Lion Triplets Are Three Times the Fun

Cotswold Wildlife Park's Lion cubs DSC_0156 (2) photo credit Natasha Jefferies
It’s three times the fun when Asiatic Lion cub triplets Kali, Sita, and Sonika come out to play at Cotswold Wildlife Park

Born May 25, the three female cubs have spent the last two months in the birthing den with their mother, Kanha.  Lionesses rear their babies in seclusion and often reject them if they are disturbed, so the staff monitored the cubs via closed circuit TV.

Cotswold Wildlife Park's Lion cub DSC_0156 (15) photo credit Natasha Jefferies
Cotswold Wildlife Park's Lion cubs DSC_0156 (11) photo credit Natasha Jefferies
Photo Credit:  Natasha Jeffries
This is the first litter of Lion triplets born at Cotswold since the park opened in 1970. 

According to the staff, Kanha and Rana are proving to be excellent first-time parents and all three boisterous youngsters are healthy and developing into confident cubs.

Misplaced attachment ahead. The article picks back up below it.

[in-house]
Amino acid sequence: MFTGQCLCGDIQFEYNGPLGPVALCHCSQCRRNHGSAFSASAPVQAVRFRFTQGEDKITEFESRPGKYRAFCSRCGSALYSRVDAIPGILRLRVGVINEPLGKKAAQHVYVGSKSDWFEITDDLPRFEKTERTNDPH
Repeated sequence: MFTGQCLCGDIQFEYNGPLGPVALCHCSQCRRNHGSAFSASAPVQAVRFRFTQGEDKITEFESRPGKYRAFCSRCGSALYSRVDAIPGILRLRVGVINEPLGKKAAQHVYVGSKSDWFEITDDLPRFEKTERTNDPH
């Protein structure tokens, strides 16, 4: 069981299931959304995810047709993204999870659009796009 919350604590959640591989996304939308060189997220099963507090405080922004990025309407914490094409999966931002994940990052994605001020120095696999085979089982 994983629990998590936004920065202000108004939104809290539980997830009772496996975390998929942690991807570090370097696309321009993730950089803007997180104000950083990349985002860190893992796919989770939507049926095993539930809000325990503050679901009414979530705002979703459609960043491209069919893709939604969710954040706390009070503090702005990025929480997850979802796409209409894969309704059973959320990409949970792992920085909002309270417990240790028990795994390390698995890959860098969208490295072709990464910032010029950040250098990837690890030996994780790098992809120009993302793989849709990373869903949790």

Dad Rana met the cubs in the Lions’ outdoor enclosure last week, but for the last two months, he lived next door and took a great interest in the youngsters. 

Asiatic Lions are one of the world’s rarest big cat species. Wild population numbers have declined drastically over the last century, almost to the point of extinction. Once found throughout much of southwestern Asia, they are now only found in India’s Gir Forest with the 2015 census putting the entire wild population at 523 animals. 

Though they live in a protected area, conservationists worry that a disease epidemic could wipe out the entire Asiatic Lion population.  Breeding programs in zoos are extremely important to the future of this subspecies.  Asiatic Lions are classified as Endangered by the International Union for Conservation of Nature.

See more photos of the cubs below.